Alarm bells ring over sugar terminal board change

Alarm bells ring over sugar terminal board change
October 20 2016


Alarm bells ring over sugar terminal board change 

Peak grower organisation CANEGROWERS will be keeping a close watch over the management of Queensland’s six bulk sugar terminals in the future to make sure growers are not disadvantaged by Wilmar Sugar seizing increased influence over the vital industry infrastructure.

“Wilmar’s decision to flex its majority holding of miller shares in Sugar Terminals Limited (STL) and put its own people in the two miller positions on the board has set alarm bells ringing in the industry,” CANEGROWERS Chairman Paul Schembri said after the STL Annual General Meeting in Brisbane.

“Wilmar is now the only milling company represented on the board. We’re not suggesting that Wilmar is doing anything illegal but we do not believe that this action is in the best interests of the industry.”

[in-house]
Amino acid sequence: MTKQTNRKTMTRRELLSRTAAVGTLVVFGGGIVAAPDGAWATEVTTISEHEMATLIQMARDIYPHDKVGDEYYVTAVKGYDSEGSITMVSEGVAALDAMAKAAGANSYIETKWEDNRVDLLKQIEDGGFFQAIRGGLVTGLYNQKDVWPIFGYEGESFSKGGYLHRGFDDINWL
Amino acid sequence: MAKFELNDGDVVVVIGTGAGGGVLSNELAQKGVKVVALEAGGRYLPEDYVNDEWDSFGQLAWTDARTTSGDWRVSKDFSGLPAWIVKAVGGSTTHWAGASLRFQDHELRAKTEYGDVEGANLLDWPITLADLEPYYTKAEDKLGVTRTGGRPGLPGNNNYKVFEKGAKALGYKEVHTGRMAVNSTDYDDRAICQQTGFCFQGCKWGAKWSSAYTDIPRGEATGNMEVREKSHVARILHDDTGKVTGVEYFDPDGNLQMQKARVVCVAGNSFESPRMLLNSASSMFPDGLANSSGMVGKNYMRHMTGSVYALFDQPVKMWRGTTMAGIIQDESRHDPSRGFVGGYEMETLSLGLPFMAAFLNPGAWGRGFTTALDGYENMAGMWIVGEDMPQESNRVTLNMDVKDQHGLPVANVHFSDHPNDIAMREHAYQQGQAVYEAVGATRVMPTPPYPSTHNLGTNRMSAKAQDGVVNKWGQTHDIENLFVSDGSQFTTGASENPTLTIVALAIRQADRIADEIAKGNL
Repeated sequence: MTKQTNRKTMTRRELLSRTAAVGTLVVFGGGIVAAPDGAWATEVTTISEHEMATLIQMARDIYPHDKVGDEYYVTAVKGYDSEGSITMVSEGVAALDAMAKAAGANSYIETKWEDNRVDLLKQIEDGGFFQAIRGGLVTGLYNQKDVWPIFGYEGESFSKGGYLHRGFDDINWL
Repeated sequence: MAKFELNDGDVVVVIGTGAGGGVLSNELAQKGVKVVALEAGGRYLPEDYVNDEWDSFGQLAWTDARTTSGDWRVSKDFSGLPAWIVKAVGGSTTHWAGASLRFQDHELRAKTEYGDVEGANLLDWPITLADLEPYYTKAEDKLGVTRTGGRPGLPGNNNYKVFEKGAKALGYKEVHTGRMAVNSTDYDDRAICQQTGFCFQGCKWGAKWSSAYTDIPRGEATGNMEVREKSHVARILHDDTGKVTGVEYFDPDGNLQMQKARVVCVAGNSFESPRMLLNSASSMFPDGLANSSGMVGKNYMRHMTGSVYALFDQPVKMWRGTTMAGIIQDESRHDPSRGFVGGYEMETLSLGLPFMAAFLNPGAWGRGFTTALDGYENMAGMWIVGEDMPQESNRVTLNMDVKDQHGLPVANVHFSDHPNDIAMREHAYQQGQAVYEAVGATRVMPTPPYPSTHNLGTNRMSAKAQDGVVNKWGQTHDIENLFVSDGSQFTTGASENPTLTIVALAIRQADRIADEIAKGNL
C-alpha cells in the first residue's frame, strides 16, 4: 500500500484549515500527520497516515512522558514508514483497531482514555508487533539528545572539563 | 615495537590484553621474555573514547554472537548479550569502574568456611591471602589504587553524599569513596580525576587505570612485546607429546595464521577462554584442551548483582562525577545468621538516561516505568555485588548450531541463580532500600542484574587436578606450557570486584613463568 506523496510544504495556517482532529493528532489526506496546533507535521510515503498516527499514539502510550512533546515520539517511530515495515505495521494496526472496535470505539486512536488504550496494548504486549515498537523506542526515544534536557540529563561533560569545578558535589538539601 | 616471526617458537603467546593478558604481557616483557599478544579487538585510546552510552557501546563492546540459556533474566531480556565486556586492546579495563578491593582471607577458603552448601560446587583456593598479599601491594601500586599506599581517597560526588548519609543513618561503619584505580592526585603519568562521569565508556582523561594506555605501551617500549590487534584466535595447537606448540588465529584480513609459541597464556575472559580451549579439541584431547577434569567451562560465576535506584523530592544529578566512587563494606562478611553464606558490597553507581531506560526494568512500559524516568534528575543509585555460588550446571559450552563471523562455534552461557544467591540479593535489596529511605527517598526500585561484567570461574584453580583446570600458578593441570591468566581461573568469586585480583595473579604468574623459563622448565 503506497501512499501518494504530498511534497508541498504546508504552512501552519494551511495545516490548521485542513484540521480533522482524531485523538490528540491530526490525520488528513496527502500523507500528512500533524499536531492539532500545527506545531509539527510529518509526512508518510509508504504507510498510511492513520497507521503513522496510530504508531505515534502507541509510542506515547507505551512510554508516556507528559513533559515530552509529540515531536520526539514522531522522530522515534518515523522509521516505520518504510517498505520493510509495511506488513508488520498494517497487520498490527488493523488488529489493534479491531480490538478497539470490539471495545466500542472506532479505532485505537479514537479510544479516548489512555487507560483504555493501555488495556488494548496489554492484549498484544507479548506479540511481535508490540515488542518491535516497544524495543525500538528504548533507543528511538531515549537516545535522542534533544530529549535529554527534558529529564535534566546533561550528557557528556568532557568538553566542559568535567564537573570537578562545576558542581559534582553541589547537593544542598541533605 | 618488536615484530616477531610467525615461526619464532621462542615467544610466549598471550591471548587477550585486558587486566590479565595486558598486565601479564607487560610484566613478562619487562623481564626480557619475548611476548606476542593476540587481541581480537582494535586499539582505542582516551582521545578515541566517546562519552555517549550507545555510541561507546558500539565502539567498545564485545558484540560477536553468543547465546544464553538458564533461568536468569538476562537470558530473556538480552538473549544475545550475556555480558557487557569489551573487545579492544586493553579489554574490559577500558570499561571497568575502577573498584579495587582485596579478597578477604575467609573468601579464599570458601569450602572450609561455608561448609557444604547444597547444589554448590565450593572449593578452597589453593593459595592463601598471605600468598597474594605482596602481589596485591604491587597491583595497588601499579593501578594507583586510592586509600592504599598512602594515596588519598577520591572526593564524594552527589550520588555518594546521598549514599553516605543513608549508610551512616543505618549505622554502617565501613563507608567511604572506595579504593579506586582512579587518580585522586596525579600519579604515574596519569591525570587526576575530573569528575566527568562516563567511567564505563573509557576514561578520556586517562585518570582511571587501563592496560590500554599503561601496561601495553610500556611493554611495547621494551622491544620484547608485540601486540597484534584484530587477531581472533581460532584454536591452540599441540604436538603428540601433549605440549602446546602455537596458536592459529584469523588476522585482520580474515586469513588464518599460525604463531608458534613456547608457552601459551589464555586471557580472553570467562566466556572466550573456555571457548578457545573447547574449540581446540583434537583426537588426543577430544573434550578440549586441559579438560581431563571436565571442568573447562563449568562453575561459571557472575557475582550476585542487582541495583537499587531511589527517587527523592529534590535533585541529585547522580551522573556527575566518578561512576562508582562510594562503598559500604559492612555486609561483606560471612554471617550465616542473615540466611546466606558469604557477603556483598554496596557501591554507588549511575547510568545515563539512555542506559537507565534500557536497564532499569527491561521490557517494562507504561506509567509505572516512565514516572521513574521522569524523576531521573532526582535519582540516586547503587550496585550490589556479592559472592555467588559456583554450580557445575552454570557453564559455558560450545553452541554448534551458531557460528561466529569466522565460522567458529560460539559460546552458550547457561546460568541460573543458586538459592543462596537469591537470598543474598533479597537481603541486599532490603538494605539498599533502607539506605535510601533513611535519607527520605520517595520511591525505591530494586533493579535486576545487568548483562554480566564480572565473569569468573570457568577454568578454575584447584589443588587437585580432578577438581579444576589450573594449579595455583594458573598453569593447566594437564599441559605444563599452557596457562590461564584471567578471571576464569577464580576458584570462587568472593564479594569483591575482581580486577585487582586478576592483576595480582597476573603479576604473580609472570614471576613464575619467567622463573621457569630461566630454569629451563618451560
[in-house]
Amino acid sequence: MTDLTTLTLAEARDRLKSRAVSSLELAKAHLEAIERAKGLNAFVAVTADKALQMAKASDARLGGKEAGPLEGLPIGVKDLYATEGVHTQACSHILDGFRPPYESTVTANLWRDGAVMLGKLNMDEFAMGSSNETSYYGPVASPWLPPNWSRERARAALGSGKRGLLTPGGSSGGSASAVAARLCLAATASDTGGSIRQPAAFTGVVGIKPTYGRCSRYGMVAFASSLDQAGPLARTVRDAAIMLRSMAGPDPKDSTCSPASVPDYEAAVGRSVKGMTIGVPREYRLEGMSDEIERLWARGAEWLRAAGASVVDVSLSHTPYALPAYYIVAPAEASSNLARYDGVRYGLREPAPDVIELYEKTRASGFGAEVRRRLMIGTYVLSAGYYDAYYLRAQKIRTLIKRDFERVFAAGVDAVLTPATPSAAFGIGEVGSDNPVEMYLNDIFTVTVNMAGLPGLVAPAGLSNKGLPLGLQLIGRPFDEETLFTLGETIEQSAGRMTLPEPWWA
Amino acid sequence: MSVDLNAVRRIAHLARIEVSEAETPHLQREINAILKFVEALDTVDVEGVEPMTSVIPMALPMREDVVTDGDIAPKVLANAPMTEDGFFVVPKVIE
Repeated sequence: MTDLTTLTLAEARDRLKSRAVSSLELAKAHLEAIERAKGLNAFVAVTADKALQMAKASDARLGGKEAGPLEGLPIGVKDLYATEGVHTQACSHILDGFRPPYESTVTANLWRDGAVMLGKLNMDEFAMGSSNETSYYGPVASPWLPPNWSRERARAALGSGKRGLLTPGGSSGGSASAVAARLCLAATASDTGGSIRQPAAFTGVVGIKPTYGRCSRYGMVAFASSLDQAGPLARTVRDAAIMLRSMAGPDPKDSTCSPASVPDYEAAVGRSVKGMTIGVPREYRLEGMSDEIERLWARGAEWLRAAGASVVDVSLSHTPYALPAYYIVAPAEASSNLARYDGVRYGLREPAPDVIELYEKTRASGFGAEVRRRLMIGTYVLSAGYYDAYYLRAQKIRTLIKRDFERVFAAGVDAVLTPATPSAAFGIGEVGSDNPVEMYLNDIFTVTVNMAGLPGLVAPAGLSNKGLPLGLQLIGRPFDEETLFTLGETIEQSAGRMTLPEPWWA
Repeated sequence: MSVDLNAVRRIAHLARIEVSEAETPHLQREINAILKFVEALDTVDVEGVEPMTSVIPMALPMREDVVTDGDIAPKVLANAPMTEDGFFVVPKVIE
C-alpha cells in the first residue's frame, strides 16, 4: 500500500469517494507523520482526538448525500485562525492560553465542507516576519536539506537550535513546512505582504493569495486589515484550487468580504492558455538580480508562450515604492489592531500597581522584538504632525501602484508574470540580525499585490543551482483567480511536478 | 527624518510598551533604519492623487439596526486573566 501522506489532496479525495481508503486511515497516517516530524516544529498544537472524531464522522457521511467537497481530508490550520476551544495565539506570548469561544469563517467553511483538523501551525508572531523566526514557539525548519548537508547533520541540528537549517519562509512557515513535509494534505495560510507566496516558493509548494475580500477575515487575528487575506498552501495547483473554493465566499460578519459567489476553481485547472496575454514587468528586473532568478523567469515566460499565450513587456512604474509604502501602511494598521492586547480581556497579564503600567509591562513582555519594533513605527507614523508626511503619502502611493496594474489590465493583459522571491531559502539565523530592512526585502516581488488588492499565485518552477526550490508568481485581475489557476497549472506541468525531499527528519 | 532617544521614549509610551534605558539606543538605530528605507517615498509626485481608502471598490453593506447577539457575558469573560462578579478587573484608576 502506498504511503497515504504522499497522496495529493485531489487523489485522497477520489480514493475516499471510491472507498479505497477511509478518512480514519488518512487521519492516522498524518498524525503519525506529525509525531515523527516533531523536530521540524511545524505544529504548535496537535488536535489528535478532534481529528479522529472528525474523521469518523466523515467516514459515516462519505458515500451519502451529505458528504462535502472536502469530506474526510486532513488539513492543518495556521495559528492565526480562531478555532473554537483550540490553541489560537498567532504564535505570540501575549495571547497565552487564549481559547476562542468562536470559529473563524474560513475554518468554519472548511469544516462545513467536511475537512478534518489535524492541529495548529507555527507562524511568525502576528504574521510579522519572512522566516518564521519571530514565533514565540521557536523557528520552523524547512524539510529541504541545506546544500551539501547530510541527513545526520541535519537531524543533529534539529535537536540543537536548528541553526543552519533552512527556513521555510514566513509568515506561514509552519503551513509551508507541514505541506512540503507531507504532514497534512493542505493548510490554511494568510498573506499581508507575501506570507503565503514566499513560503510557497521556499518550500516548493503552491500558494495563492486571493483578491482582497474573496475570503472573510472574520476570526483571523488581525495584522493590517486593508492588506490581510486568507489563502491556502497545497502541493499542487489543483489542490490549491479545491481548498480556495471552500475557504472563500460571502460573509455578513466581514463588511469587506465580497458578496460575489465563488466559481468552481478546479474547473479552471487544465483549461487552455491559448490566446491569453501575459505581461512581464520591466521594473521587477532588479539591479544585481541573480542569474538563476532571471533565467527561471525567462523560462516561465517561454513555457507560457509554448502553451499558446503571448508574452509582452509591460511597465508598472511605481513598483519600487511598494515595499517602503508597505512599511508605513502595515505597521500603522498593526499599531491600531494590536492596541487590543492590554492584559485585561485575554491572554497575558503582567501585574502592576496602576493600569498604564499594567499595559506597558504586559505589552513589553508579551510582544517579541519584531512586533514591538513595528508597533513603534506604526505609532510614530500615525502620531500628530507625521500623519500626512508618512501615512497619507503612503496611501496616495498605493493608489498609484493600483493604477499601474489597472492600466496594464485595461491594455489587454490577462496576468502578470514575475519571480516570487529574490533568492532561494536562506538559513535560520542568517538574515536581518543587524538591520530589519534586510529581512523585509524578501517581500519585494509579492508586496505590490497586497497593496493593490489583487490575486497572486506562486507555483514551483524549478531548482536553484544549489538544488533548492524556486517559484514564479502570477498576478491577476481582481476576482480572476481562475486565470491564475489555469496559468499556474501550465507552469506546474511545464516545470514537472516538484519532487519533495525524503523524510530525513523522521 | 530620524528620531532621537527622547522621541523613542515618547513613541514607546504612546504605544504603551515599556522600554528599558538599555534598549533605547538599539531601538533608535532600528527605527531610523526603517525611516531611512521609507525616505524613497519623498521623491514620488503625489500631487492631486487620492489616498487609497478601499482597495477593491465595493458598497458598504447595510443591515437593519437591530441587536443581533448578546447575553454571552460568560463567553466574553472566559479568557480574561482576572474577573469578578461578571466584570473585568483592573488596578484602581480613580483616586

The five-member STL board also includes two grower representatives and an independent chair.

“Our very grave concern is around the level of influence Wilmar will now have, from the board, over terminal operation and pricing,” Mr Schembri said.

“The bulk sugar terminals are currently managed for STL by QSL, an industry-owned and not-for-profit company. Wilmar has been publicly questioning QSL’s role at a time when the contract is up for re-negotiation.

“And because profit is not a focus, the terminals are operated on an equitable cost basis meaning similar charges are applied at all terminals ensuring a level playing field for all stakeholders in the Queensland industry.

“It is important for the industry that these fair and equitable access arrangements continue. They have served growers and all milling companies well, helping us to together build a reputation as an efficient and reliable supplier of quality sugar to the world market.”

The STL constitution does allow for an expansion of the board and Paul Schembri said CANEGROWERS would engage in an industry discussion to explore the possibility of appointing more independent directors.

“We need to ensure that all relevant industry voices are represented on this board so that its decisions are scrutinised to make sure they are in the best interests of the industry as a whole,” Mr Schembri said.